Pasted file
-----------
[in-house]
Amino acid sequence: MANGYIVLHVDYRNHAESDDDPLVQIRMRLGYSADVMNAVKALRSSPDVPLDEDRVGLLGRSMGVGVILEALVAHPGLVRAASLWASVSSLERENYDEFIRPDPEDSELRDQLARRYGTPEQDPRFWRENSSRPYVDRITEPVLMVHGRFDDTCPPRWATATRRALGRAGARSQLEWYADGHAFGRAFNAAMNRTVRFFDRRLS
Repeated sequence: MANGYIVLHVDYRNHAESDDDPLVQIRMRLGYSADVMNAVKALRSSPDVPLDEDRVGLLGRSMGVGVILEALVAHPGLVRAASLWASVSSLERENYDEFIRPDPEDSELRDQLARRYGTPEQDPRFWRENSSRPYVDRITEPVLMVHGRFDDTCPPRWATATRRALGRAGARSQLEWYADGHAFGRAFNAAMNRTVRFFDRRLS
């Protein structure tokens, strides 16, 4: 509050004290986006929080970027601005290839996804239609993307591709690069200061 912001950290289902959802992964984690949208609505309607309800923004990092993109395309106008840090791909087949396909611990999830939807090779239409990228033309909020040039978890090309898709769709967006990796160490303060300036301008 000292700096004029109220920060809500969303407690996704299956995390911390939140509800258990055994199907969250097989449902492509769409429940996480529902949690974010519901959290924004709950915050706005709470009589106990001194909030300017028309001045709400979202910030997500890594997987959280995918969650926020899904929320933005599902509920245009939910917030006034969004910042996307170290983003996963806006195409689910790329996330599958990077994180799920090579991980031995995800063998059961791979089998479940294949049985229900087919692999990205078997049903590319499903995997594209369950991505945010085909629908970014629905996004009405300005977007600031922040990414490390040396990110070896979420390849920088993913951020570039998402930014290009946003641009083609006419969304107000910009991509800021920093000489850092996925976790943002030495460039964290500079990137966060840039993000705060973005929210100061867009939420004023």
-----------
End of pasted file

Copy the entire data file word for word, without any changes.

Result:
[in-house]
Amino acid sequence: MANGYIVLHVDYRNHAESDDDPLVQIRMRLGYSADVMNAVKALRSSPDVPLDEDRVGLLGRSMGVGVILEALVAHPGLVRAASLWASVSSLERENYDEFIRPDPEDSELRDQLARRYGTPEQDPRFWRENSSRPYVDRITEPVLMVHGRFDDTCPPRWATATRRALGRAGARSQLEWYADGHAFGRAFNAAMNRTVRFFDRRLS
Repeated sequence: MANGYIVLHVDYRNHAESDDDPLVQIRMRLGYSADVMNAVKALRSSPDVPLDEDRVGLLGRSMGVGVILEALVAHPGLVRAASLWASVSSLERENYDEFIRPDPEDSELRDQLARRYGTPEQDPRFWRENSSRPYVDRITEPVLMVHGRFDDTCPPRWATATRRALGRAGARSQLEWYADGHAFGRAFNAAMNRTVRFFDRRLS
């Protein structure tokens, strides 16, 4: 509050004290986006929080970027601005290839996804239609993307591709690069200061 912001950290289902959802992964984690949208609505309607309800923004990092993109395309106008840090791909087949396909611990999830939807090779239409990228033309909020040039978890090309898709769709967006990796160490303060300036301008 000292700096004029109220920060809500969303407690996704299956995390911390939140509800258990055994199907969250097989449902492509769409429940996480529902949690974010519901959290924004709950915050706005709470009589106990001194909030300017028309001045709400979202910030997500890594997987959280995918969650926020899904929320933005599902509920245009939910917030006034969004910042996307170290983003996963806006195409689910790329996330599958990077994180799920090579991980031995995800063998059961791979089998479940294949049985229900087919692999990205078997049903590319499903995997594209369950991505945010085909629908970014629905996004009405300005977007600031922040990414490390040396990110070896979420390849920088993913951020570039998402930014290009946003641009083609006419969304107000910009991509800021920093000489850092996925976790943002030495460039964290500079990137966060840039993000705060973005929210100061867009939420004023």